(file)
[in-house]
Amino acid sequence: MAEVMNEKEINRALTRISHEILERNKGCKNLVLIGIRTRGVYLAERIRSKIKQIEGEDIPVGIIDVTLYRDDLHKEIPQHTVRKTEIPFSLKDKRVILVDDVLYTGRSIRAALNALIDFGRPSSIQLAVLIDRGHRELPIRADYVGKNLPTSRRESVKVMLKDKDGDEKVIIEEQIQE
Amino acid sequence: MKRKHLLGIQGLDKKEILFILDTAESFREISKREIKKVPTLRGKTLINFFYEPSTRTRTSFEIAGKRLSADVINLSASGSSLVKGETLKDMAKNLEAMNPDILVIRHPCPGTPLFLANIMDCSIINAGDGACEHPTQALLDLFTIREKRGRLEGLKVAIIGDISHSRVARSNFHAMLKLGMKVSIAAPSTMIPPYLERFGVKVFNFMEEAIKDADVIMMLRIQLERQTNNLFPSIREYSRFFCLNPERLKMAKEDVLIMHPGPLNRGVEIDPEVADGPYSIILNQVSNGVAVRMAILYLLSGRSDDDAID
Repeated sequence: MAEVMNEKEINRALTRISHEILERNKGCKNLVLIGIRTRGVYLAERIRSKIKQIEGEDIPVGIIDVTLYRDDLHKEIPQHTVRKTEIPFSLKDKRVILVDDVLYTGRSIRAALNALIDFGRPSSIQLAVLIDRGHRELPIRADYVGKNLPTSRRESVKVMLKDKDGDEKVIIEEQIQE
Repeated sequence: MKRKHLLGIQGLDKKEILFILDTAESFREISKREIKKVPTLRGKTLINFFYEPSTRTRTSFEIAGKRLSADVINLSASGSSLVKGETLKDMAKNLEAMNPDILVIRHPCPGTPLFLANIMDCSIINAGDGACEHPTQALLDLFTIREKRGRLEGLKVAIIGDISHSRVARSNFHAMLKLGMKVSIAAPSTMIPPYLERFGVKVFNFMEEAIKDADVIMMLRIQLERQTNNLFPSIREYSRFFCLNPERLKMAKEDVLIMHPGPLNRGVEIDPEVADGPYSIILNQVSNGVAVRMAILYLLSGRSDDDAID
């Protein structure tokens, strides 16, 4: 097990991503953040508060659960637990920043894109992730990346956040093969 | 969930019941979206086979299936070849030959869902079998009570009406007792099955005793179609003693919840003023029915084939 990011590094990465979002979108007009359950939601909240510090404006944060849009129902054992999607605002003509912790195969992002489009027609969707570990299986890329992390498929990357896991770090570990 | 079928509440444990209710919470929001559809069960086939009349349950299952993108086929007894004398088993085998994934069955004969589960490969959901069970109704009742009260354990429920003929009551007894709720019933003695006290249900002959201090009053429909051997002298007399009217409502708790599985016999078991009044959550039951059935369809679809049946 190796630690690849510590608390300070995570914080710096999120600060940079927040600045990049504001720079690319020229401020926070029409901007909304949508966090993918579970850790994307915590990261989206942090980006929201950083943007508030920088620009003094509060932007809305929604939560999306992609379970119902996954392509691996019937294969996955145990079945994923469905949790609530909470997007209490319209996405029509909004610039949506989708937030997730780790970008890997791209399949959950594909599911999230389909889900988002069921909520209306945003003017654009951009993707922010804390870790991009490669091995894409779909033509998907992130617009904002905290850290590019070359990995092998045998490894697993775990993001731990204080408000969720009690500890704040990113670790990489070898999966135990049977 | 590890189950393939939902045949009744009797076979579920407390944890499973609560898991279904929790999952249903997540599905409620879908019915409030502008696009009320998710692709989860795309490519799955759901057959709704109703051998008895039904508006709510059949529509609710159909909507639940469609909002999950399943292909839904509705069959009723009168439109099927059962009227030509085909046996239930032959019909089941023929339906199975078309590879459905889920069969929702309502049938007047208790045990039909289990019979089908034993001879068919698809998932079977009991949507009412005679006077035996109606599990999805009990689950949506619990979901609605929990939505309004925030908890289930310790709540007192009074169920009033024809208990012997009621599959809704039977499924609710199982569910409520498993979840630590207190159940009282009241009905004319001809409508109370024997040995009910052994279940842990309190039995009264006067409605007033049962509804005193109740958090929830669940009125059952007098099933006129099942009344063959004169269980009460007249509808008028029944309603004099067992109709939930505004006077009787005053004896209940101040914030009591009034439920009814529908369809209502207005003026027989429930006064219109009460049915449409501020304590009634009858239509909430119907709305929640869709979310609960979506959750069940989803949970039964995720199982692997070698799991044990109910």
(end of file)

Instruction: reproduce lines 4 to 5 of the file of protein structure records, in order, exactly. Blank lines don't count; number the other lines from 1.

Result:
Repeated sequence: MAEVMNEKEINRALTRISHEILERNKGCKNLVLIGIRTRGVYLAERIRSKIKQIEGEDIPVGIIDVTLYRDDLHKEIPQHTVRKTEIPFSLKDKRVILVDDVLYTGRSIRAALNALIDFGRPSSIQLAVLIDRGHRELPIRADYVGKNLPTSRRESVKVMLKDKDGDEKVIIEEQIQE
Repeated sequence: MKRKHLLGIQGLDKKEILFILDTAESFREISKREIKKVPTLRGKTLINFFYEPSTRTRTSFEIAGKRLSADVINLSASGSSLVKGETLKDMAKNLEAMNPDILVIRHPCPGTPLFLANIMDCSIINAGDGACEHPTQALLDLFTIREKRGRLEGLKVAIIGDISHSRVARSNFHAMLKLGMKVSIAAPSTMIPPYLERFGVKVFNFMEEAIKDADVIMMLRIQLERQTNNLFPSIREYSRFFCLNPERLKMAKEDVLIMHPGPLNRGVEIDPEVADGPYSIILNQVSNGVAVRMAILYLLSGRSDDDAID